The "real" (or at least ideal) impact of biofuels in aviation is a reduction in CO2 emissions. When they burn, they produce exactly the same amount of CO2 as fossil fuels, but, all this CO2 came from CO2 that was already in the atmosphere. So it's only putting back what was already there:
From the standpoint of human-released carbon dioxide, other greenhouse gas emissions, and contributions to climate change biofuels have one large advantage over gasoline, diesel and other fossil fuels: The feedstocks for biofuels are part of the above-ground carbon cycle. Unlike petroleum or coal, the soybeans, corn, switchgrass and other biological materials that are made into biofuels are not dug up from underground, nor do they release long-stored carbon as carbon dioxide into the atmosphere when burned. Instead, when biofuels are burned, carbon dioxide they recently captured is release back into the atmosphere.
This is sometimes claimed to mean biofuels are carbon neutral. For example, it's claimed here a 95% reduction occurs. But it's a bit more complex than that:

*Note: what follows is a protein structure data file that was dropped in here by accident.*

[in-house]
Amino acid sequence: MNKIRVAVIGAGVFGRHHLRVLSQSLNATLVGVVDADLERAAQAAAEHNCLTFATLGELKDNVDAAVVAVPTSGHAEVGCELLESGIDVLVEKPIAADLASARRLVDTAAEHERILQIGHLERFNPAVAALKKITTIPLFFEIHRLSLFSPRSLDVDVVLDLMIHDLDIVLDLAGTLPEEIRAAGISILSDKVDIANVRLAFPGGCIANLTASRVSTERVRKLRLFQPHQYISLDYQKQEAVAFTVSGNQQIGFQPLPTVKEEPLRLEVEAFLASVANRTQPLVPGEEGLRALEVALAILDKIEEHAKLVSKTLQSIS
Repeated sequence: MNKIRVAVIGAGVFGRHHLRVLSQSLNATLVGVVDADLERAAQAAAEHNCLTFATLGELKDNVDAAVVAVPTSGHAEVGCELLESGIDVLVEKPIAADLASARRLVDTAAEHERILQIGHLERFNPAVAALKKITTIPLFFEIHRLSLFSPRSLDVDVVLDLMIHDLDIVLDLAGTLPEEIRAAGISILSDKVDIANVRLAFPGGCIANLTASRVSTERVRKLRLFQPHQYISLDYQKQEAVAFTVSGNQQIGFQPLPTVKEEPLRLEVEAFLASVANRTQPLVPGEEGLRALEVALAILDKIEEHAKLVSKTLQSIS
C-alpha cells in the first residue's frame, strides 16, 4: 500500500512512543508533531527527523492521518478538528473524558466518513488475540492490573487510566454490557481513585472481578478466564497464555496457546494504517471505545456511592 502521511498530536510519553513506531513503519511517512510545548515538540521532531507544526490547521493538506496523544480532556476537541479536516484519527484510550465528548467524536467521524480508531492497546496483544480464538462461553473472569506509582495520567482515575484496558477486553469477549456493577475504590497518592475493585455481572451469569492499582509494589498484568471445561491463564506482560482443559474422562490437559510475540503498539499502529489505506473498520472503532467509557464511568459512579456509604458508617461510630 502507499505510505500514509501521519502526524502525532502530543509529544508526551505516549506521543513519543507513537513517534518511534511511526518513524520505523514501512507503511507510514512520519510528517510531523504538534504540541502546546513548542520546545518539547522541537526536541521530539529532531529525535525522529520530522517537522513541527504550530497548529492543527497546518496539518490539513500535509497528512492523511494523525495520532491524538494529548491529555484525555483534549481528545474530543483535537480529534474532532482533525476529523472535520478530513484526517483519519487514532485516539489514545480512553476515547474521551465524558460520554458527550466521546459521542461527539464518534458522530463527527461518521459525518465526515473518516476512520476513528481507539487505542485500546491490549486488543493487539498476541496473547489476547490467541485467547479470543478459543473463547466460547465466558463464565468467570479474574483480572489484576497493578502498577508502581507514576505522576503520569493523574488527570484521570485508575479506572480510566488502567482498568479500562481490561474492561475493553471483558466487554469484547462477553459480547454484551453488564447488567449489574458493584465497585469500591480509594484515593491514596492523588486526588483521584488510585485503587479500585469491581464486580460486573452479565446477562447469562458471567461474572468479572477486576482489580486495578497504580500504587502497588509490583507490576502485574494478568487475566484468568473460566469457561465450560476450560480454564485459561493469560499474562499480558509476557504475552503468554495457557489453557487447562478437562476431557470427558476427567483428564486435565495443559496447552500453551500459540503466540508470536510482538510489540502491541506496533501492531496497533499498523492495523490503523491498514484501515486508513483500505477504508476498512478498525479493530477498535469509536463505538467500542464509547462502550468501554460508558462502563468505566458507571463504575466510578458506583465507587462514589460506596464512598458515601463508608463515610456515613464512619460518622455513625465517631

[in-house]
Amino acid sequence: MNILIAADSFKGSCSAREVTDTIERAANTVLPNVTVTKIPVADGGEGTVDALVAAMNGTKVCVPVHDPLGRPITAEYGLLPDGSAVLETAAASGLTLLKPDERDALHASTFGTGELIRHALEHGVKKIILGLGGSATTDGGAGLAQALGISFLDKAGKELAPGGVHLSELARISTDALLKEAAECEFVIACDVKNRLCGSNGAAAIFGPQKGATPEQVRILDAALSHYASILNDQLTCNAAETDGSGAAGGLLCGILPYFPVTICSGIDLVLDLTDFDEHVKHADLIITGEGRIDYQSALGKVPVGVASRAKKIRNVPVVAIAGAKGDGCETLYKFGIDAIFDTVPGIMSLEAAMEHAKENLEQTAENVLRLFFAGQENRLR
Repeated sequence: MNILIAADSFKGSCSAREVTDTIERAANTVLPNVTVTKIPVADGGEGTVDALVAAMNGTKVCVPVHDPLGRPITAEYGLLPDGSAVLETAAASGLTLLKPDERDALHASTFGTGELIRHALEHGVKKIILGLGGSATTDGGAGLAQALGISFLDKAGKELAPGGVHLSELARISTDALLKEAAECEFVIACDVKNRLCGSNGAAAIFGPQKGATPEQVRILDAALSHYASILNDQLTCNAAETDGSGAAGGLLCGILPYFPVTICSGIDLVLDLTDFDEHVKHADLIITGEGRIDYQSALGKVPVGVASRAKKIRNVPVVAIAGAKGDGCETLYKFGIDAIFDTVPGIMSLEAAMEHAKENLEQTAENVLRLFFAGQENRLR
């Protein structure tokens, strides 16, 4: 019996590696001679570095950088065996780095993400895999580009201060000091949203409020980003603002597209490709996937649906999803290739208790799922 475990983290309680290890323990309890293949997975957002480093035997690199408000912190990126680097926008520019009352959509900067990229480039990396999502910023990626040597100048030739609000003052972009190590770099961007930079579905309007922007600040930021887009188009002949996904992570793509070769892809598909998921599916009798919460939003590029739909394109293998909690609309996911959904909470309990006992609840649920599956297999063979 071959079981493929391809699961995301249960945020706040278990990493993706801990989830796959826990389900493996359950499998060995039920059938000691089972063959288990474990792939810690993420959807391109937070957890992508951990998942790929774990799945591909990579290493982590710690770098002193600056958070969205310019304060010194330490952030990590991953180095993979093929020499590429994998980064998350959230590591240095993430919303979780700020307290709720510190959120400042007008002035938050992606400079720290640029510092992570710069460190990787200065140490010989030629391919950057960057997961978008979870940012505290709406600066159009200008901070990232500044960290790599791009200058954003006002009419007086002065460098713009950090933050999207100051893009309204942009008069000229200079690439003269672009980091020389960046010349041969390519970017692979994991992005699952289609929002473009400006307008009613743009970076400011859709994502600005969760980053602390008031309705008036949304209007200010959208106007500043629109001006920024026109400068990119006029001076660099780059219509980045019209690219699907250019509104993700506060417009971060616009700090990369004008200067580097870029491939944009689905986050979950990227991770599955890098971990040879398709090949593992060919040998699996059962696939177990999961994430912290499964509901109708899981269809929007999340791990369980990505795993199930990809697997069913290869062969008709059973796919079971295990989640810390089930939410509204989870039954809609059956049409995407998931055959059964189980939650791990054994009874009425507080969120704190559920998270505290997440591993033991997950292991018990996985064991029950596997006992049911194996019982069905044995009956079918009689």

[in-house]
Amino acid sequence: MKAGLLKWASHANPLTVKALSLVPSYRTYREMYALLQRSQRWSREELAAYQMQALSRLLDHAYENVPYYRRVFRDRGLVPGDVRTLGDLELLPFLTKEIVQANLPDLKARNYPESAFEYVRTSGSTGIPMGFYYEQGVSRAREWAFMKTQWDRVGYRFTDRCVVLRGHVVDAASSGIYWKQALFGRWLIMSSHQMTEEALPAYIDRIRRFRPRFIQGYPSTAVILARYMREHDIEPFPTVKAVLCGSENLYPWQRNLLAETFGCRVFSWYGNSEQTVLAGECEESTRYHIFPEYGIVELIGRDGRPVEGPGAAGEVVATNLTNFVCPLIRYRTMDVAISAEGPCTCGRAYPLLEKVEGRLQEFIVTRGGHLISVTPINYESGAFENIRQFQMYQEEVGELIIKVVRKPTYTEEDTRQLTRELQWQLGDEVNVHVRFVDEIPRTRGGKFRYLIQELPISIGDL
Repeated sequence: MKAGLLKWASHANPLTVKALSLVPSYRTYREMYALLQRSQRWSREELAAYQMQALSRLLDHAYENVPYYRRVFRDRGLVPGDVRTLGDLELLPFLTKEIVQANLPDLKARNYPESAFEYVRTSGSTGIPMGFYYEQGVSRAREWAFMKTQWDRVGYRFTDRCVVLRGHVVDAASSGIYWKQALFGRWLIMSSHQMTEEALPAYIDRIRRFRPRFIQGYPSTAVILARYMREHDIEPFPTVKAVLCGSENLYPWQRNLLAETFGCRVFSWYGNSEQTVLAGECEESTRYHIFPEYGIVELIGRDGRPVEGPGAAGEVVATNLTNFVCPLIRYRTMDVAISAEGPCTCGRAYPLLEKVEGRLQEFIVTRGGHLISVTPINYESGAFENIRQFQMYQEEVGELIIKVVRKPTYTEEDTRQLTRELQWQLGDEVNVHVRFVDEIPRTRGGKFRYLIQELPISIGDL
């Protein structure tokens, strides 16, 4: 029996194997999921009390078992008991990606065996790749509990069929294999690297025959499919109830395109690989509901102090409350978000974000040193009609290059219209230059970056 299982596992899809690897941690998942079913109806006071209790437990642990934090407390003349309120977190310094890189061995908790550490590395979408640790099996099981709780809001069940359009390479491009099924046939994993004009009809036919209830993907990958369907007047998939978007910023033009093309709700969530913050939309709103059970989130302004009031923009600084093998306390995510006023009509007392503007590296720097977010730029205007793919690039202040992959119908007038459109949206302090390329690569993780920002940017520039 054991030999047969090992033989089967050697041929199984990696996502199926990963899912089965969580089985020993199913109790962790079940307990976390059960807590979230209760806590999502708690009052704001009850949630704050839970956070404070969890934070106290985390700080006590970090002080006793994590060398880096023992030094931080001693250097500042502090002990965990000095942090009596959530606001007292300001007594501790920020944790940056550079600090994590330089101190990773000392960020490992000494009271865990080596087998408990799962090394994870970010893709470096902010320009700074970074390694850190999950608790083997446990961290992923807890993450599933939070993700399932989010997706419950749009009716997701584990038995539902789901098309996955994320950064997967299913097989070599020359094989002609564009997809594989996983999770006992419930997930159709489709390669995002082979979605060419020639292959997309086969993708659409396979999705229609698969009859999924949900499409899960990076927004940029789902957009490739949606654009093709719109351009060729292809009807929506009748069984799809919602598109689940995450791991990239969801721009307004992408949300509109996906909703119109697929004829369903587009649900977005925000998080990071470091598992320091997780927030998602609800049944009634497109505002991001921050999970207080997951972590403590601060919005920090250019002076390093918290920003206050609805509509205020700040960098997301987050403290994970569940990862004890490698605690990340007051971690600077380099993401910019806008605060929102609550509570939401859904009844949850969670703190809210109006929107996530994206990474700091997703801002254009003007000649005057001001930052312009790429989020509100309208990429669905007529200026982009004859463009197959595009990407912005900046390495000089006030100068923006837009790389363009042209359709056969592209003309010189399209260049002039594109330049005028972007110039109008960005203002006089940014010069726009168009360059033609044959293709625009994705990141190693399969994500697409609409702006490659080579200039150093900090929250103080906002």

Producing biofuel with crops like corn often requires converting land from food to fuel production or destroying natural ecosystems that provide valuable services, including carbon sequestration. Crops also require fertilizers, pesticides and large amounts of water, as well as machinery for planting, growing, harvesting, transporting and processing. If forests are cleared for fuel crops and if the entire lifecycle of the fuels is taken into account, biofuels don't always reduce overall greenhouse gas emissions. Palm oil, used for biodiesel, is especially bad, because valuable carbon sinks like peat bogs and rain forests are often destroyed to grow palms.